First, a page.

In a recent tweet, Eric Stoller shared a wonderful resource: Twitter’s missing user manual.
Twitter’s missing user manual [***share this with everyone!***] https://t.co/glwMrxdvfh
— Eric Stoller (@EricStoller) March 7, 2016
The ‘manual’ (it’s really an extended blog post) aims to clarify and highlight all those additional bits of functionality or clever tricks that aren’t immediately obvious when using Twitter.
Indeed, the manual aims to shine a light into the little known corners Twitter, taking you beyond a surface-level knowledge of the service.
As the manual itself states:
A sufficiently mature, popular, and interesting product thus tends to accumulate a small pile of hidden features, sometimes not documented or even officially acknowledged.
The manual aims to document that accretion of functionality that has built up over Twitter’s (relatively short) lifetime.
Here, then, is a list of all the non-obvious things about Twitter that I know. Consider it both a reference for people who aren’t up to their eyeballs in Twitter, and an example of how these hidden features can pile up. I’m also throwing in a couple notes on etiquette, because I think that’s strongly informed by the shape of the platform.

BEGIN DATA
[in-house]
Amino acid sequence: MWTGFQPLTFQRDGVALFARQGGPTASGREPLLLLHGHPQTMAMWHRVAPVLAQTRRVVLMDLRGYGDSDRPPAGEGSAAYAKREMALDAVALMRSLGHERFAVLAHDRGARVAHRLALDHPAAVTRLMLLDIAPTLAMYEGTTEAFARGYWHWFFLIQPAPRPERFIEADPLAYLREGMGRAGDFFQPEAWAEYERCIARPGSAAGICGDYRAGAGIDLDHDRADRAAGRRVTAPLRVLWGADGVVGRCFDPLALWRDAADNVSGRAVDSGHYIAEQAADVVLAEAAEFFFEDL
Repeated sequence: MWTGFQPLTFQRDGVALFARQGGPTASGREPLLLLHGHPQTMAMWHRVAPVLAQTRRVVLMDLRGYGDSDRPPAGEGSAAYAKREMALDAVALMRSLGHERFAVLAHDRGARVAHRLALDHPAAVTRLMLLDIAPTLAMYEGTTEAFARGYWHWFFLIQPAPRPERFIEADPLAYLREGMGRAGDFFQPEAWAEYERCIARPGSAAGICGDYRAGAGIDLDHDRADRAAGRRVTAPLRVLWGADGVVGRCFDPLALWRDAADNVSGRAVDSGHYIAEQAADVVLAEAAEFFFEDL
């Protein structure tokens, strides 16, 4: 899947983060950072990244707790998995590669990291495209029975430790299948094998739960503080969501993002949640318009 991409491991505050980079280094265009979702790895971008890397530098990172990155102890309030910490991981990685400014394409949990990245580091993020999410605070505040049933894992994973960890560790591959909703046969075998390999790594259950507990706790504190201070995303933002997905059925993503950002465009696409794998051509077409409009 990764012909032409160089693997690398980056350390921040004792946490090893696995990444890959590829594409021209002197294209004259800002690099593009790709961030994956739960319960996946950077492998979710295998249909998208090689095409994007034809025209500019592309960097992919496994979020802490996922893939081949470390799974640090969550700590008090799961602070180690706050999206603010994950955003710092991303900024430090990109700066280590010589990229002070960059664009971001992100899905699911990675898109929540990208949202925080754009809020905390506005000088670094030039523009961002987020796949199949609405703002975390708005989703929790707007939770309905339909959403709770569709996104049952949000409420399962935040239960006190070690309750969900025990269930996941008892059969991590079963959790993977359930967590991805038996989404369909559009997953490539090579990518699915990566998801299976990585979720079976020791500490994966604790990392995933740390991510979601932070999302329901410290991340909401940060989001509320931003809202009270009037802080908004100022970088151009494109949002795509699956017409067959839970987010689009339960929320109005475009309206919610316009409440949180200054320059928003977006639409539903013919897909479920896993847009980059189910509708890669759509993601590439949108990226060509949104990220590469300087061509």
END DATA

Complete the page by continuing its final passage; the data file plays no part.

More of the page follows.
Below are a few of my favourite items from the manual:
- Tweets are limited to 140 Unicode characters, meaning that even astral plane characters (such as emoji) only count as one.
- A tweet that begins with a mention won’t appear on the timelines of anyone who follows you, unless they also follow the first person you mention. That is, if you tweet
@foo @bar heya, it’ll only appear on the timelines of people who follow both you and
- If you put some other character before the first
@, the previous rule no longer applies, and your tweet will appear to all your followers. So
.@foo @bar heyawill be visible to everyone (and show on your Web profile). This is called “dot-replying”. The dot isn’t actually special; it’s just an easy-to-type and unobtrusive character. I like to use
\. Some people prefer to put the mentions at the end instead, producing
heya @foo @bar.
- Twitter supports “cashtags”, which are prefixed with a
$instead and are generally stock symbols. I only even know this because it makes shell and Perl code look goofy.
- Almost all of Twitter’s advanced search options are exposed on the advanced search page. All of them are shorthand for using a prefix in your search query; for example, “from these accounts” just becomes something like
The manual has been developed by ‘Eevee’ on their personal blog, so, if you use Twitter you should definitely check out the manual, available here.